When you think about walking a dog it doesn’t seem like work, right? A casual stroll on a nice, sunny afternoon, blue sky, clouds floating by…some days, yeah, that’s what it’s all about. Others, well, let’s just say it ain’t all sunshine and lollipops.
As my business progressed it seemed I attracted more and more ‘special needs’ clients because of my background working with animals in the veterinary industry. Some people called me ‘The Dog Whisperer’ and ignored my protests that it really wasn’t true. I simply love animals and am willing to communicate with them, that’s all. But it was for this reason that troubled owners called me, needing my help. Seemingly overnight my business suddenly catered to dogs that didn’t behave on leash (because of the lack of training), animal aggressive dogs, and people aggressive dogs. This became the norm for me. Sure, I still had some ‘normal’ dogs, but gradually the majority was in the former category. I was forever crossing the street whenever another person or a person with a canine came my way, constantly struggling to keep these bucking dogs from tangling their leashes around my legs as they strove to get at the dog or person or rabbit or squirrel or whatever. I really had to stay on top of it during some of the walks, couldn’t day dream, talk on the phone, or listen to music. If I listened to my Ipod I sometimes didn’t hear people and their pets coming and a skirmish would occur. Ditto with the phone. I had to stay focused! But there was another angle as well. If I wasn’t paying attention some of my dogs would eat things off the ground that might harm them. I took care of a chocolate lab that ate everything. When I say ‘everything’, I mean EVERYTHING. Nothing was off limits. I was forever pulling such things out of his mouth as: bottle caps, coins, paper clips, empty lighters, dead animals, nails, poop (yech!), tar (yes, wet tar), paper cups, food wrappers, waste of any kind, leaves, clumps of grass, dirt…the ground contained a veritable smorgasbord for that guy. He was always hungry, obviously. When I walked him I had to keep my eyes on the ground several feet in front of him, watching for something he might pick up. But what a human might not construe as a possible snack, well, a dog may think otherwise. I learned. It took time, but I learned.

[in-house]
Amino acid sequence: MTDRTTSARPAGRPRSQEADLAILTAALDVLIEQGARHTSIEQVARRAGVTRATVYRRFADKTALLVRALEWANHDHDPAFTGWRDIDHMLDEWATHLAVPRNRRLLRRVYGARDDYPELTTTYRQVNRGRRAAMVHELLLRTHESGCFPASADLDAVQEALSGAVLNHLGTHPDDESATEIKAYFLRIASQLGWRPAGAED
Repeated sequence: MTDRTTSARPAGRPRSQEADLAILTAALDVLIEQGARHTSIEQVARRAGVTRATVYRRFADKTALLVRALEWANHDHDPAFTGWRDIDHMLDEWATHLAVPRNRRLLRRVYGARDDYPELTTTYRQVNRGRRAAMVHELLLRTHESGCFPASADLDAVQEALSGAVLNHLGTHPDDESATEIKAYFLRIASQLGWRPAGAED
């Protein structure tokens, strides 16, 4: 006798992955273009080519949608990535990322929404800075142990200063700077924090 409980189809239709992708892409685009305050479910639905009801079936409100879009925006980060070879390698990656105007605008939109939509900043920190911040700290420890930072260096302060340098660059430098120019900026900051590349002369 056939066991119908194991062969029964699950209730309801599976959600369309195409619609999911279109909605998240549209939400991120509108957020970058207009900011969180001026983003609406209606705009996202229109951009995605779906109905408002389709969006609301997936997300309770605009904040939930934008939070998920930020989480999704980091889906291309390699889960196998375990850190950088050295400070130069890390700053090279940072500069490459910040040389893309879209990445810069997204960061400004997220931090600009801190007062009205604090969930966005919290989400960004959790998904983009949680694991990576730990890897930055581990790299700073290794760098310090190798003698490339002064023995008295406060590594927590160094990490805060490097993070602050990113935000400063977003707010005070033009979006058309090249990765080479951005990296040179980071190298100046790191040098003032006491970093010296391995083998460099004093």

Another logistic of the dog walk is poop. Being a professional, I always carry plenty of bags. That is not the problem. The difficulty sometimes lies in where to dispose of them. Some neighborhoods I work in don’t have public trashcans, and the clients I am walking for don’t have an available can at my ready disposal. One of the perks of my service is that the client need not worry about that end; in fact I never mention it at all. So, over the years, I’ve had some interesting things happen with bags of dog poop. In the early days I’d toss them in my trunk to get rid of later. I don’t recommend this. It only takes an hour on a hot day and your entire car reeks. Sometimes I’d toss them in a bush to retrieve later; it seemed someone ALWAYS saw me, and I felt like I was littering. You can store it in your khaki pants pocket but I can’t tell you how many times I had a bag of crap in the thigh pocket and forgot it was there. I’d be in line at the store, library, gas station etc. and at once the smell of feces would waft up to my nostrils. Once (this is the most ridiculous) I had no other place to put a bag of crap so I put it in the breast pocket of my flannel shirt. Moments later I came upon a cute girl with a dog and we started chatting. You can pretty much guess the rest from there.
Dog walking is an awesome profession if you can get it (depends on location, location, location!) because of the fresh air and free time it allowed me to write my novel The Gyre Mission: Journey to the *sshole of the World (except when I got really busy). Just give some thought about where the poop is going to go and you’ll be fine.